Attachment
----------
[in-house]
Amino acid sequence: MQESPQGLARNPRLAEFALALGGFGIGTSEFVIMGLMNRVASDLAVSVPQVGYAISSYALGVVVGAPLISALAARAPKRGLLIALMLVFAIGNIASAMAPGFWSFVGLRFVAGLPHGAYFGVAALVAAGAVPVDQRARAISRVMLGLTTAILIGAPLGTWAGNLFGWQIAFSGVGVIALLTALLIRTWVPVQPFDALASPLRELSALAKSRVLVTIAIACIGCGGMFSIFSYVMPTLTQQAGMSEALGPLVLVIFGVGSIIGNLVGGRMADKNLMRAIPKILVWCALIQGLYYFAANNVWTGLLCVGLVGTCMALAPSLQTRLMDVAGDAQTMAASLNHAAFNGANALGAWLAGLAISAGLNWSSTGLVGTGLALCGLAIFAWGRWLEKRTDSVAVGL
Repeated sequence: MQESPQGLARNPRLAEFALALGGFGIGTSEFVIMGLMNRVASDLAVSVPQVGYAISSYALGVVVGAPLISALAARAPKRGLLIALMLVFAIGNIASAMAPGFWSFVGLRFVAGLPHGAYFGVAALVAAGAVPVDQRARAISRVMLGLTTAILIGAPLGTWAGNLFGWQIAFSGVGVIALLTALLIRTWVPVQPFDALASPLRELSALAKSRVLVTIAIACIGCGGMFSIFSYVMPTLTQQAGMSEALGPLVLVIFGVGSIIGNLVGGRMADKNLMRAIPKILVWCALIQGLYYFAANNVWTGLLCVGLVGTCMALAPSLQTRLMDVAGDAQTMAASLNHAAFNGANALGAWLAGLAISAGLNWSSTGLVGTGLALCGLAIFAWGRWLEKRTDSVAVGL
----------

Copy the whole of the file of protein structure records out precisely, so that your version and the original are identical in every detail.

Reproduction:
[in-house]
Amino acid sequence: MQESPQGLARNPRLAEFALALGGFGIGTSEFVIMGLMNRVASDLAVSVPQVGYAISSYALGVVVGAPLISALAARAPKRGLLIALMLVFAIGNIASAMAPGFWSFVGLRFVAGLPHGAYFGVAALVAAGAVPVDQRARAISRVMLGLTTAILIGAPLGTWAGNLFGWQIAFSGVGVIALLTALLIRTWVPVQPFDALASPLRELSALAKSRVLVTIAIACIGCGGMFSIFSYVMPTLTQQAGMSEALGPLVLVIFGVGSIIGNLVGGRMADKNLMRAIPKILVWCALIQGLYYFAANNVWTGLLCVGLVGTCMALAPSLQTRLMDVAGDAQTMAASLNHAAFNGANALGAWLAGLAISAGLNWSSTGLVGTGLALCGLAIFAWGRWLEKRTDSVAVGL
Repeated sequence: MQESPQGLARNPRLAEFALALGGFGIGTSEFVIMGLMNRVASDLAVSVPQVGYAISSYALGVVVGAPLISALAARAPKRGLLIALMLVFAIGNIASAMAPGFWSFVGLRFVAGLPHGAYFGVAALVAAGAVPVDQRARAISRVMLGLTTAILIGAPLGTWAGNLFGWQIAFSGVGVIALLTALLIRTWVPVQPFDALASPLRELSALAKSRVLVTIAIACIGCGGMFSIFSYVMPTLTQQAGMSEALGPLVLVIFGVGSIIGNLVGGRMADKNLMRAIPKILVWCALIQGLYYFAANNVWTGLLCVGLVGTCMALAPSLQTRLMDVAGDAQTMAASLNHAAFNGANALGAWLAGLAISAGLNWSSTGLVGTGLALCGLAIFAWGRWLEKRTDSVAVGL